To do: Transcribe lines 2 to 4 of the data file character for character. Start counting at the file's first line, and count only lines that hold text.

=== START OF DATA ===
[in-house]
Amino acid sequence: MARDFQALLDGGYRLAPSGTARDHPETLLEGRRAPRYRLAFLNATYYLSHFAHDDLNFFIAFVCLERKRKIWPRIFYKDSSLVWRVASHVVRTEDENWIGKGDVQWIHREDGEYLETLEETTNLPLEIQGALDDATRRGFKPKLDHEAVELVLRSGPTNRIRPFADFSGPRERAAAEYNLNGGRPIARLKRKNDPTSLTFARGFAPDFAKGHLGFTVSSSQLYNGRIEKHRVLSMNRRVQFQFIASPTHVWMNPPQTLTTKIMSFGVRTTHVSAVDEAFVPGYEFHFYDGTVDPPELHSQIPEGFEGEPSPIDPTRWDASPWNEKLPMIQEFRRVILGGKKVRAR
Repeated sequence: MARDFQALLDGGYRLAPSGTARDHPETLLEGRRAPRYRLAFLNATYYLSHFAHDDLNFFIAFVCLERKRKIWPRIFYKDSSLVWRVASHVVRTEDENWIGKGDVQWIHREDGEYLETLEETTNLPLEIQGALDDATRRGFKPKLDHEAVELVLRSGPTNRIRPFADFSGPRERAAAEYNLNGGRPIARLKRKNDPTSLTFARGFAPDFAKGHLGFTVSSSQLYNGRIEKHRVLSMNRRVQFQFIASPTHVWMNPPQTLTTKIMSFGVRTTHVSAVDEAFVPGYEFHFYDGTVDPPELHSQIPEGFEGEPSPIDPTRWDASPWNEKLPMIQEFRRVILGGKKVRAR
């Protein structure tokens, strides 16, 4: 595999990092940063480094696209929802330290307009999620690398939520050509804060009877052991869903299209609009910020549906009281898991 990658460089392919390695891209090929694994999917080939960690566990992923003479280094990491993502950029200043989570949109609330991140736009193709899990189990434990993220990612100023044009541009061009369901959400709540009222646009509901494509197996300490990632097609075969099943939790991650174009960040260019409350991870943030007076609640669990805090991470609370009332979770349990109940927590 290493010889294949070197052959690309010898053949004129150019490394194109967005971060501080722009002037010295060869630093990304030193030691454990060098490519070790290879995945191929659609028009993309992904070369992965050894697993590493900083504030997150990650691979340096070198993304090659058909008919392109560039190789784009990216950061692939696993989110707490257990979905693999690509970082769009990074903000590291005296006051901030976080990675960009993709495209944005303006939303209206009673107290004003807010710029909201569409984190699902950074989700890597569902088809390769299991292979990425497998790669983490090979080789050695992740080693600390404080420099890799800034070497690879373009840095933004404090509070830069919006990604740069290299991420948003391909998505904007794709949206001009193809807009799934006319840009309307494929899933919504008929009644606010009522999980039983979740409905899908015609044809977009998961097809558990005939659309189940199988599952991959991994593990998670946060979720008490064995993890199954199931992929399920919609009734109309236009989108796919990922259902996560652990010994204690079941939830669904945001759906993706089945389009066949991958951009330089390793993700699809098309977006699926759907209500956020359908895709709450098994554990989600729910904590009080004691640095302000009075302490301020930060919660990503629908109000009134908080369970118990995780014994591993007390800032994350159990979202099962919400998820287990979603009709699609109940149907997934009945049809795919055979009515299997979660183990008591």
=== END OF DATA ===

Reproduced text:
Amino acid sequence: MARDFQALLDGGYRLAPSGTARDHPETLLEGRRAPRYRLAFLNATYYLSHFAHDDLNFFIAFVCLERKRKIWPRIFYKDSSLVWRVASHVVRTEDENWIGKGDVQWIHREDGEYLETLEETTNLPLEIQGALDDATRRGFKPKLDHEAVELVLRSGPTNRIRPFADFSGPRERAAAEYNLNGGRPIARLKRKNDPTSLTFARGFAPDFAKGHLGFTVSSSQLYNGRIEKHRVLSMNRRVQFQFIASPTHVWMNPPQTLTTKIMSFGVRTTHVSAVDEAFVPGYEFHFYDGTVDPPELHSQIPEGFEGEPSPIDPTRWDASPWNEKLPMIQEFRRVILGGKKVRAR
Repeated sequence: MARDFQALLDGGYRLAPSGTARDHPETLLEGRRAPRYRLAFLNATYYLSHFAHDDLNFFIAFVCLERKRKIWPRIFYKDSSLVWRVASHVVRTEDENWIGKGDVQWIHREDGEYLETLEETTNLPLEIQGALDDATRRGFKPKLDHEAVELVLRSGPTNRIRPFADFSGPRERAAAEYNLNGGRPIARLKRKNDPTSLTFARGFAPDFAKGHLGFTVSSSQLYNGRIEKHRVLSMNRRVQFQFIASPTHVWMNPPQTLTTKIMSFGVRTTHVSAVDEAFVPGYEFHFYDGTVDPPELHSQIPEGFEGEPSPIDPTRWDASPWNEKLPMIQEFRRVILGGKKVRAR
């Protein structure tokens, strides 16, 4: 595999990092940063480094696209929802330290307009999620690398939520050509804060009877052991869903299209609009910020549906009281898991 990658460089392919390695891209090929694994999917080939960690566990992923003479280094990491993502950029200043989570949109609330991140736009193709899990189990434990993220990612100023044009541009061009369901959400709540009222646009509901494509197996300490990632097609075969099943939790991650174009960040260019409350991870943030007076609640669990805090991470609370009332979770349990109940927590 290493010889294949070197052959690309010898053949004129150019490394194109967005971060501080722009002037010295060869630093990304030193030691454990060098490519070790290879995945191929659609028009993309992904070369992965050894697993590493900083504030997150990650691979340096070198993304090659058909008919392109560039190789784009990216950061692939696993989110707490257990979905693999690509970082769009990074903000590291005296006051901030976080990675960009993709495209944005303006939303209206009673107290004003807010710029909201569409984190699902950074989700890597569902088809390769299991292979990425497998790669983490090979080789050695992740080693600390404080420099890799800034070497690879373009840095933004404090509070830069919006990604740069290299991420948003391909998505904007794709949206001009193809807009799934006319840009309307494929899933919504008929009644606010009522999980039983979740409905899908015609044809977009998961097809558990005939659309189940199988599952991959991994593990998670946060979720008490064995993890199954199931992929399920919609009734109309236009989108796919990922259902996560652990010994204690079941939830669904945001759906993706089945389009066949991958951009330089390793993700699809098309977006699926759907209500956020359908895709709450098994554990989600729910904590009080004691640095302000009075302490301020930060919660990503629908109000009134908080369970118990995780014994591993007390800032994350159990979202099962919400998820287990979603009709699609109940149907997934009945049809795919055979009515299997979660183990008591």